Writers love to talk about writing processes. We’re pantsers, or plotters, or ultra-plotters. We follow the hero’s journey, or Lisa Cron’s story genius method, or the snowflake method (no, seriously!), or one of a thousand either guru-inspired approaches. We write chronologically. Or out of order. Or by writing all the turning points first and filling in the interstitial spaces after that. We swear by writing every day, or binge-write a few times a week or a month.
By the time we’ve spent a few years on this journey and gotten a few completed stories under our belts, most of us have discovered our own process, our unique mix story theory and project organization and time management that ultimately results in a book. And once we understand our own approach, we learn to rely on it to get us through the next story deadline, and the one after that, and…you get the idea. And that can be a wonderful thing. It’s a well-worn path that becomes a shortcut to our creativity. An annotated roadmap to get us from nascent idea rattling around inside our bizarre writer brains to full-fledged story ready to go out into the world. A comforting guide to get us through the rough spots.
Until it stops working.
While every book requires tweaks and adjustments to our approach, every now and then there’s a book that so special (yes, that’s a euphemism for PITA) that we have to throw our trusty process right out the window. And so that’s where I find myself today, with the next installment in the Harrow’s Finest Five series, Harry and Adelia’s love story.
If this ever happens to you in your creative journey–and odds are, it will–it’s important to remember it’s normal, it’s surmountable, and it’s probably even good for you. After all, what good is creativity if it’s easy and stagnant and follows that same stupid rut-filled path every time, anyway? And in case you do ever hit that wall, I’ll tell you the same thing my wise writing friends have been telling me: Continue reading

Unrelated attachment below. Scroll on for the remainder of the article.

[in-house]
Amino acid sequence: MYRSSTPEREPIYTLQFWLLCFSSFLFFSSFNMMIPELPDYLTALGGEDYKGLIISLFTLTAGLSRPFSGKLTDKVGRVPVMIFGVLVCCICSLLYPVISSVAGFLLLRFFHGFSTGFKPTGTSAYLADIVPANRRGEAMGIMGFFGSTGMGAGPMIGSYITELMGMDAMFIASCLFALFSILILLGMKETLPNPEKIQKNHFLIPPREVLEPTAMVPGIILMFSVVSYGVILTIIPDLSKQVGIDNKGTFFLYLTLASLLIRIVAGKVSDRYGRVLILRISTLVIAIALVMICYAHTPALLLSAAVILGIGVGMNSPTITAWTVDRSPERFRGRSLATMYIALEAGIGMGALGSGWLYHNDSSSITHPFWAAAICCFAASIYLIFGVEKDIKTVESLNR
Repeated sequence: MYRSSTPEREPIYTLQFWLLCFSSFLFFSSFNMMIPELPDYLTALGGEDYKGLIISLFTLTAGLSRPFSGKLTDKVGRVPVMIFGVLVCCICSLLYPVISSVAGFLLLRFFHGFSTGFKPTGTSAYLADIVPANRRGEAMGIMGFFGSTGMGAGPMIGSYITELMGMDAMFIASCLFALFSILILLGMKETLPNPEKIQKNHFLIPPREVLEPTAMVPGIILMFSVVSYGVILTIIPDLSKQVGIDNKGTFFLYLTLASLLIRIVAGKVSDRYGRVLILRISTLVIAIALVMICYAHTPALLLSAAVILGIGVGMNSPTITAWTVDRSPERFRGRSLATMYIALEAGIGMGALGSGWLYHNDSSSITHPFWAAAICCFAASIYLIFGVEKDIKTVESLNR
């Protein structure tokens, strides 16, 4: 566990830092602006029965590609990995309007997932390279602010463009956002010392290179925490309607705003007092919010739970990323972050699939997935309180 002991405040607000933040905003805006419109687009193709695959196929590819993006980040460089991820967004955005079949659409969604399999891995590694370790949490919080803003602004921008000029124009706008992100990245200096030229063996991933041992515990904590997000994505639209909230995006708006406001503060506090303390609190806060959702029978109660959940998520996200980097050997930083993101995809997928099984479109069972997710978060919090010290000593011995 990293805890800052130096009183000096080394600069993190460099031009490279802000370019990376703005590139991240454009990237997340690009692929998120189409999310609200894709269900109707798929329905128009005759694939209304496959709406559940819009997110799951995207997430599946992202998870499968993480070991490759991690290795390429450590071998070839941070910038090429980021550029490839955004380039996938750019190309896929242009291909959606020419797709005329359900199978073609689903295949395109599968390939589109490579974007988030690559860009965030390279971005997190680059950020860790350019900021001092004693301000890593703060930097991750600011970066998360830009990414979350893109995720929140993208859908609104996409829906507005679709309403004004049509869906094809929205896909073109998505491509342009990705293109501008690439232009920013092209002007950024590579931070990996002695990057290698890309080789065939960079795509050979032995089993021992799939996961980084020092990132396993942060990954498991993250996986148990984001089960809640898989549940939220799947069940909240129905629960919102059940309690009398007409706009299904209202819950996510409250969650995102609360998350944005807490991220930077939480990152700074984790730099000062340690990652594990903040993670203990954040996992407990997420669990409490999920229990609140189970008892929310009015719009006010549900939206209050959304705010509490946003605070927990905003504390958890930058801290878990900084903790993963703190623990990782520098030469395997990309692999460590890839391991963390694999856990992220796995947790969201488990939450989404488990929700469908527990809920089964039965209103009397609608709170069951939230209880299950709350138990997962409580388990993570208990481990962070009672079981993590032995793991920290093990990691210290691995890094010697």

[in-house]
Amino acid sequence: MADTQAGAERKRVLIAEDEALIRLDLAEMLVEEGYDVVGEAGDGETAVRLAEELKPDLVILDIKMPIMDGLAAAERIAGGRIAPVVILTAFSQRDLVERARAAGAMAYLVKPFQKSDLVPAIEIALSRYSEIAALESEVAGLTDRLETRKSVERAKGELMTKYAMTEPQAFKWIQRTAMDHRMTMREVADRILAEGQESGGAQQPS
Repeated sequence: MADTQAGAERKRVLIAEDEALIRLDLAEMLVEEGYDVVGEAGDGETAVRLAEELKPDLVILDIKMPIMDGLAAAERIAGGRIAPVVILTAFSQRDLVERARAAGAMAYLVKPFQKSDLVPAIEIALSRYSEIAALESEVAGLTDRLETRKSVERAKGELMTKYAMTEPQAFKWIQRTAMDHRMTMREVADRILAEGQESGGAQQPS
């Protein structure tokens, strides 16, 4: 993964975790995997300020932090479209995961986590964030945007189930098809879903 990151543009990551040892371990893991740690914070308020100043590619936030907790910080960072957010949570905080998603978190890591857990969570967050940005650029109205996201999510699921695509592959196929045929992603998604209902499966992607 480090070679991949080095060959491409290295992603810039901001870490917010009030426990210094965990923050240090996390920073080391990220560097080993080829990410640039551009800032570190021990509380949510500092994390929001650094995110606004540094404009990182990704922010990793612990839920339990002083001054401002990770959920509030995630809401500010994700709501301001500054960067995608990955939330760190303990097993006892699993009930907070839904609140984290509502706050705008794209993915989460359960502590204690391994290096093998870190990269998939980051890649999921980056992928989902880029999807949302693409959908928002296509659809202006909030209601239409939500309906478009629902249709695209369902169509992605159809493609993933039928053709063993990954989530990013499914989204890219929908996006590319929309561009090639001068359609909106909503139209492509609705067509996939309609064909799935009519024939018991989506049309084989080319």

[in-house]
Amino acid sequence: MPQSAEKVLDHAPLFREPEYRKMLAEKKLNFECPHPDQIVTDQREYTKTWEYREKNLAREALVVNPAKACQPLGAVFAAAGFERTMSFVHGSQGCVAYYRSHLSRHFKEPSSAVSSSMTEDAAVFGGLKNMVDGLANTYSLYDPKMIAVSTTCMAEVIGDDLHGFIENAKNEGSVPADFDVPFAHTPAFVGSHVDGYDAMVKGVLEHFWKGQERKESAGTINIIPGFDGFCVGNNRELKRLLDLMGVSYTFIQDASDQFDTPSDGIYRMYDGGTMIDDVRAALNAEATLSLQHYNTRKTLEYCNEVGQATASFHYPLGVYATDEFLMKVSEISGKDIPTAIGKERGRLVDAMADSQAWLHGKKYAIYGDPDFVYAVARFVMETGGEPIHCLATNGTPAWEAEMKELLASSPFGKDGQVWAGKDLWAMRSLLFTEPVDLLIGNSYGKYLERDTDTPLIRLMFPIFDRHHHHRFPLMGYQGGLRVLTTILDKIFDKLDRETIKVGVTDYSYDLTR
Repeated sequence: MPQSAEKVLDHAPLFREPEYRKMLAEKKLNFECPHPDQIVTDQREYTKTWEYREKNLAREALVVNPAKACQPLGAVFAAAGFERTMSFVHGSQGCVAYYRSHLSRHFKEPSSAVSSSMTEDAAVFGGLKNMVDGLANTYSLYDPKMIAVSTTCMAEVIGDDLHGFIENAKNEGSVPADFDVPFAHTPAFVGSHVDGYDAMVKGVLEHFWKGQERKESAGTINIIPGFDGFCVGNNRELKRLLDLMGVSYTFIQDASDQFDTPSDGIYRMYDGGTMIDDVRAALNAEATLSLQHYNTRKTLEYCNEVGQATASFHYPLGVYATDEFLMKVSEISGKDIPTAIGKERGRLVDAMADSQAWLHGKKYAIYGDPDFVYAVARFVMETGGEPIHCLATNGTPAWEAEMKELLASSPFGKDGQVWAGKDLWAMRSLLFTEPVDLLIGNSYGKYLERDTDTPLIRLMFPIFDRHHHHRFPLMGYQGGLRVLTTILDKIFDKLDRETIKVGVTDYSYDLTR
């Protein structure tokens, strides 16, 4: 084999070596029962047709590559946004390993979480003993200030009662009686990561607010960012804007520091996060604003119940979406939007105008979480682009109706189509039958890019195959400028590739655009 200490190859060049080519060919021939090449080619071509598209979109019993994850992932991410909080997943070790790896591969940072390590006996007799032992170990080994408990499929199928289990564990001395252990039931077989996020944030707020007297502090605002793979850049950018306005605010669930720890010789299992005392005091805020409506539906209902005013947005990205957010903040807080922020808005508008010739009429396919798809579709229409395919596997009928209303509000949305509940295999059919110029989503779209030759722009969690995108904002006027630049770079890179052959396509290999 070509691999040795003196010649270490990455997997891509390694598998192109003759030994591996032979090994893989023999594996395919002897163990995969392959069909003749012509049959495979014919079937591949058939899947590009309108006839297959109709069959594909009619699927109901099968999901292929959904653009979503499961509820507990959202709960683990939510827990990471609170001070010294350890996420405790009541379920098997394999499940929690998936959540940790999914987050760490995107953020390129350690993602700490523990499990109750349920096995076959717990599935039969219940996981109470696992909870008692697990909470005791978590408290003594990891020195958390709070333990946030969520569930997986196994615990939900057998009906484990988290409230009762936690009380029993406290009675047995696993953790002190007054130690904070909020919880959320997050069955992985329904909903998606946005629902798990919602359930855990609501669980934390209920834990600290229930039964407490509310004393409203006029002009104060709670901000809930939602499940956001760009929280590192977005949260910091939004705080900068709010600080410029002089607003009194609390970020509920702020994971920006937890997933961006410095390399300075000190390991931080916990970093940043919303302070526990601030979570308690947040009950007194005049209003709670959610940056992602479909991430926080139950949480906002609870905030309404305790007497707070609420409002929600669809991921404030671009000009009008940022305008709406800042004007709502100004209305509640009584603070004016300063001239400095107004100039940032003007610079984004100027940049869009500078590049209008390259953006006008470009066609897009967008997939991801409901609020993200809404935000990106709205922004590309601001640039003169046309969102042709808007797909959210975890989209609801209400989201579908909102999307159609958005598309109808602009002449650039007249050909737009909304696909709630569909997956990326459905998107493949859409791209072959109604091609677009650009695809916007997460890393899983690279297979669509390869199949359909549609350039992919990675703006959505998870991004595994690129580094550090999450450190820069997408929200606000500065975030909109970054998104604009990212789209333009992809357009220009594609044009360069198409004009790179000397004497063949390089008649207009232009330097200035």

I had originally intended today’s post (which is late…note the procrastination topic above) to be about another copy editing challenge you can overcome (here’s my last one on apostrophes), but this article caught my eye:
Procrastination is an Emotional Problem
Wait, what? All my life, my mother has hammered into me that procrastination is a time-management problem, and this article is suggesting otherwise?
I dove in and started reading. Because procrastination isn’t just a problem for me. It’s a skill I’ve unwittingly mastered. And I blame my procrastination on everything from attention deficit disorder to my two kids (I know, unfair, right?) to just plain having too much to do.
But it turns out, based on research, that procrastination is tied to your emotions. Continue reading
Photo: The Harris Poll